And the verdict?
Oh. My. Heaven.
You talkin’ about GOOD.
As my dad says about his favorite recipes, “If you put it on your head, your tongue would slap your brains out trying to get to it.” (Fill in a Southern drawl for effect.)
Since your benevolent and gracious Bandit King is allergic to potatoes (and he was born in Idaho…go figure), we never have them around. These little sauteed radishes were the consistency of potatoes, chewy on the inside, crispy on the outside, with a delicate mild taste. And the radish chips? Suffice it to say we almost arm-wrestled over those things. They were crispy, flavorful, browned (and some blackened) to absolute perfection.
So easy. So tasty. I am a radish convert. I would not be surprised if someone made a radish religion. I will never have another garden without radishes.
Hmm…this is making me hungry! I think I’ll go plant some more radish seeds now! Who’s with me?
Whew. At last the busy traveling-over-the-holidays season has calmed down and life is back to normal on el ranchito. I hardly feel guilty to admit that I have been having so much fun homesteading that I have been slacking off actually sitting down and writing about it. Imagine!
The goats have claimed much of my attention the last couple weeks. Behold:
Our oldest Pygmy doe, Mrs. Beard, saw fit to present us with these two little bundles of joy on the very nicest day possible – with a temperature of only 18 degrees! (We love you, Mrs. Beard…) Luckily I walked out to check on the back pasture citizens and surprised her about halfway through delivering. As it happened, the babies were very weak, and she had no milk for them. Zip. Nada. Nein. (Not her fault, as she was bred and not in very good condition when we got her, and there wasn’t enough time before the babies came for me to feed her enough. My excuse-fest for the day. Maybe.)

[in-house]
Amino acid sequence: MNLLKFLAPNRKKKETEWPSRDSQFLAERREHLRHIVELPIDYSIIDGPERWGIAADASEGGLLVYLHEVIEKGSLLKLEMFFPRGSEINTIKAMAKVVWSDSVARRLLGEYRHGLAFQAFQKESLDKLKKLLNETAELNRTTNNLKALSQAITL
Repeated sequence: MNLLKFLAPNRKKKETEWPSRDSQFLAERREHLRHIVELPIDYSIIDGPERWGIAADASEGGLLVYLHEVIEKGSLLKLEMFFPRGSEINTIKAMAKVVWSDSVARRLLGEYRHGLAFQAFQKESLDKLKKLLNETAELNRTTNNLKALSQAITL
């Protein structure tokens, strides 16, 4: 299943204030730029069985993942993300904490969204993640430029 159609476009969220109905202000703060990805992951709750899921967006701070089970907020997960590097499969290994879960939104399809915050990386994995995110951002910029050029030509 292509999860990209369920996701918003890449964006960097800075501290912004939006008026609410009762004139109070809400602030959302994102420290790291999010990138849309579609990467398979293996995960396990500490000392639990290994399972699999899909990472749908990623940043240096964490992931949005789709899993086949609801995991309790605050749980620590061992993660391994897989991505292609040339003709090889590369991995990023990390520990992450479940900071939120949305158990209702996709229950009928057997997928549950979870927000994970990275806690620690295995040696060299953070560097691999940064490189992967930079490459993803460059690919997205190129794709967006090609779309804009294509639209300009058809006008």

I didn’t think the little buck twin would make it. His legs were exceedingly weak, and splayed out so that the best he could do was crab-crawl along like the missing link between a frog and a fish. The doe twin was stronger, but still weak.
Luckily, I had a half dozen or so jars of frozen goat milk saved up from milking Caramel, which I had hoarded upon ceasing my daily extraction of the heavenly nectar from her. The responsibility devolved upon me to begin feeding the twins every two hours or so, with an eyedropper.
The upside? Teeny weeny baby goats living in the bathroom. OH YEAH.
The downside? Not knowing if they would make it. But they did!
They have now graduated to a real bottle (thank heavens), have quadrupled in size, and have now taken their first trip from the little pen into the big pasture!
Wide open spaces to romp in, and 4 other little babies to play with, has made them even stronger. Funnily enough, those adorable floppy ears in the first photo have now straightened out. Apparently, that is a Fainting Goat thing, and they are half Fainting so go figure.
Above is Fifi’s baby, now almost two weeks old and showing every sign of being as sweet/personable/obnoxious/escapeish as her mother. I really really really want to keep her and name her Giselle…doesn’t she just look like a Giselle?? She needs a French name!…but as I am swiftly rising in the ranks from neophyte to queen of goat hoarders, we may need to keep the herd trimmed. We went from 5 Nigerians and 6 Pygmies to 6 Nigi’s and 12 Pygmies just like that, with 1 new arrival, 2 singles, and 2 sets of twins. (That’s…what…18 goats total? My husband is so long-suffering…)
One of our second set of twins, both girls. Little fuzzybuns catching a nappy-poo in the sun…what could be cuter?? (Ahem. Yes, these are my first goat babies to have and to squeeze.)